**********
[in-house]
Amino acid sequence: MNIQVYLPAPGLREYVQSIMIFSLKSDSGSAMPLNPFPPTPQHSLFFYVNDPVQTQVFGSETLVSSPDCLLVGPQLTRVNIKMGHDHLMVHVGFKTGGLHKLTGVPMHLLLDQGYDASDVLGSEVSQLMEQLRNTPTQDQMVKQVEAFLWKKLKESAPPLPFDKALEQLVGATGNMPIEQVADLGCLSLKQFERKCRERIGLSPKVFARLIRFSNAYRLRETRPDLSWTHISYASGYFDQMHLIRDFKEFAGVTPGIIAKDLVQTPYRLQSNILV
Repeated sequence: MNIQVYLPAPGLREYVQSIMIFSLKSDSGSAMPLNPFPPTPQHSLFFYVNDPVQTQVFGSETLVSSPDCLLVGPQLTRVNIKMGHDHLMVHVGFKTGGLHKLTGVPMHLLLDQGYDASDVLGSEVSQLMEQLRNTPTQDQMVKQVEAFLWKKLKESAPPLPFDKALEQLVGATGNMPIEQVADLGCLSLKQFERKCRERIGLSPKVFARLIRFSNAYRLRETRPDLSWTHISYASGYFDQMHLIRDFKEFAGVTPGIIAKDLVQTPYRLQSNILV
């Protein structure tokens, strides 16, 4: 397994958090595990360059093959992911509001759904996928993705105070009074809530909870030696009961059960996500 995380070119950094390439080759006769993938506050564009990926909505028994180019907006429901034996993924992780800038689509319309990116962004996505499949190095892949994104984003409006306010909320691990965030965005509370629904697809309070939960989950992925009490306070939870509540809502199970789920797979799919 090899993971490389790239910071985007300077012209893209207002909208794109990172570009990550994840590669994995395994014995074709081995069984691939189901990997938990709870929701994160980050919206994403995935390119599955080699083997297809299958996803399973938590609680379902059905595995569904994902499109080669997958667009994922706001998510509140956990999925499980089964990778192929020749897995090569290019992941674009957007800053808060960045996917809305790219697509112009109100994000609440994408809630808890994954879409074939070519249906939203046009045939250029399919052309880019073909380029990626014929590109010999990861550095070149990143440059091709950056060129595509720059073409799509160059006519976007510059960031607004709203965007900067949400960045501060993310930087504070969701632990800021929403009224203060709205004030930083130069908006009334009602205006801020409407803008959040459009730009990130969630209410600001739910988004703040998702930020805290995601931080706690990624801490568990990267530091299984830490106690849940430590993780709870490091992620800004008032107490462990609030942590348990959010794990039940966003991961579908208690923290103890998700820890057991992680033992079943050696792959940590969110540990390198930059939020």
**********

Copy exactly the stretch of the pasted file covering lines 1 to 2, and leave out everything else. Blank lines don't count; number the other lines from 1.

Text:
[in-house]
Amino acid sequence: MNIQVYLPAPGLREYVQSIMIFSLKSDSGSAMPLNPFPPTPQHSLFFYVNDPVQTQVFGSETLVSSPDCLLVGPQLTRVNIKMGHDHLMVHVGFKTGGLHKLTGVPMHLLLDQGYDASDVLGSEVSQLMEQLRNTPTQDQMVKQVEAFLWKKLKESAPPLPFDKALEQLVGATGNMPIEQVADLGCLSLKQFERKCRERIGLSPKVFARLIRFSNAYRLRETRPDLSWTHISYASGYFDQMHLIRDFKEFAGVTPGIIAKDLVQTPYRLQSNILV